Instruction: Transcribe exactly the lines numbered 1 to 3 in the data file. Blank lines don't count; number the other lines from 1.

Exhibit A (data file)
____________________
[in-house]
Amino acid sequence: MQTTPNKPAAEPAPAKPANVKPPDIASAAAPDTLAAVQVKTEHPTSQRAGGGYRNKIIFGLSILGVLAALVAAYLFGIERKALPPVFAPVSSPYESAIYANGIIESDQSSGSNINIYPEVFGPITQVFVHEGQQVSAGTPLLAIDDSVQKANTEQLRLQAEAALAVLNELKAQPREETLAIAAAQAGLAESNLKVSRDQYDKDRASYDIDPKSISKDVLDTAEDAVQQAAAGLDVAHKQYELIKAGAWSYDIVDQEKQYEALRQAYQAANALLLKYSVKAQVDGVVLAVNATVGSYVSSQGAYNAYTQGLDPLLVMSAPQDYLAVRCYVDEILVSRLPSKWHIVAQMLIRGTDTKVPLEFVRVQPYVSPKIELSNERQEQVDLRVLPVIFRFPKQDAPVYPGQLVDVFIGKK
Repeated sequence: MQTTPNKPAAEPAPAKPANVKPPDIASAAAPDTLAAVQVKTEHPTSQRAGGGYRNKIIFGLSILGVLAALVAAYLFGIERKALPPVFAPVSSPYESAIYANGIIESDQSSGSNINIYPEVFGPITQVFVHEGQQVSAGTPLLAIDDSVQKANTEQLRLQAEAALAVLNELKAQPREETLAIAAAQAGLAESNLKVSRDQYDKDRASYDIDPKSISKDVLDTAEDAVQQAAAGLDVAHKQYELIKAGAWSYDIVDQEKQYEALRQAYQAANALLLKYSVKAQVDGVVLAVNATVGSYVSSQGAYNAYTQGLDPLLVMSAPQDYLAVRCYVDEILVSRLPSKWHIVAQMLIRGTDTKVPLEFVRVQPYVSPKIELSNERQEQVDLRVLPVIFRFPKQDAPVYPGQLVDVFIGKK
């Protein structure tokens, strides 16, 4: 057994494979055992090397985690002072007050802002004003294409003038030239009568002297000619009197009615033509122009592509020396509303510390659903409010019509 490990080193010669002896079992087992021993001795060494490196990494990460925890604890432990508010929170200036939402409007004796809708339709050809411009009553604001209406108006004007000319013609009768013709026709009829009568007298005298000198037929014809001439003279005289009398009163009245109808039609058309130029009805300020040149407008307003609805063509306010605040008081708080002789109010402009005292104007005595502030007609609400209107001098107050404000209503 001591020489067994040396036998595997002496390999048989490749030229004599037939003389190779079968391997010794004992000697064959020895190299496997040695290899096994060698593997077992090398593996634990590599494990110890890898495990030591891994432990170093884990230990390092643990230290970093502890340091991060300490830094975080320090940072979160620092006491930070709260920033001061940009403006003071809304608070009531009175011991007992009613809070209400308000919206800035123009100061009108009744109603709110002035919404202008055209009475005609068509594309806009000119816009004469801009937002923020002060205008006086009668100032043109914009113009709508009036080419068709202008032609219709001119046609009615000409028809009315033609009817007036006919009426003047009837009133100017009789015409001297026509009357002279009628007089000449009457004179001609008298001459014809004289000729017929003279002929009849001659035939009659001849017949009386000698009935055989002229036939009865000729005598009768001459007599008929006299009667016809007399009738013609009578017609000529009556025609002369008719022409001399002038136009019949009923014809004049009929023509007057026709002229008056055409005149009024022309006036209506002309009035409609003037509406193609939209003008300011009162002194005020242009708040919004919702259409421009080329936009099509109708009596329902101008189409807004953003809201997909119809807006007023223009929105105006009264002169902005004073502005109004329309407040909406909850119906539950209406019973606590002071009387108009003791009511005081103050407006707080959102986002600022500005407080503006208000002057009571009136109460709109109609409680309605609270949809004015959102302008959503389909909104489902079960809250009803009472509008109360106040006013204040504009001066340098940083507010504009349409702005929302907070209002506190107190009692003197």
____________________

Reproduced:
[in-house]
Amino acid sequence: MQTTPNKPAAEPAPAKPANVKPPDIASAAAPDTLAAVQVKTEHPTSQRAGGGYRNKIIFGLSILGVLAALVAAYLFGIERKALPPVFAPVSSPYESAIYANGIIESDQSSGSNINIYPEVFGPITQVFVHEGQQVSAGTPLLAIDDSVQKANTEQLRLQAEAALAVLNELKAQPREETLAIAAAQAGLAESNLKVSRDQYDKDRASYDIDPKSISKDVLDTAEDAVQQAAAGLDVAHKQYELIKAGAWSYDIVDQEKQYEALRQAYQAANALLLKYSVKAQVDGVVLAVNATVGSYVSSQGAYNAYTQGLDPLLVMSAPQDYLAVRCYVDEILVSRLPSKWHIVAQMLIRGTDTKVPLEFVRVQPYVSPKIELSNERQEQVDLRVLPVIFRFPKQDAPVYPGQLVDVFIGKK
Repeated sequence: MQTTPNKPAAEPAPAKPANVKPPDIASAAAPDTLAAVQVKTEHPTSQRAGGGYRNKIIFGLSILGVLAALVAAYLFGIERKALPPVFAPVSSPYESAIYANGIIESDQSSGSNINIYPEVFGPITQVFVHEGQQVSAGTPLLAIDDSVQKANTEQLRLQAEAALAVLNELKAQPREETLAIAAAQAGLAESNLKVSRDQYDKDRASYDIDPKSISKDVLDTAEDAVQQAAAGLDVAHKQYELIKAGAWSYDIVDQEKQYEALRQAYQAANALLLKYSVKAQVDGVVLAVNATVGSYVSSQGAYNAYTQGLDPLLVMSAPQDYLAVRCYVDEILVSRLPSKWHIVAQMLIRGTDTKVPLEFVRVQPYVSPKIELSNERQEQVDLRVLPVIFRFPKQDAPVYPGQLVDVFIGKK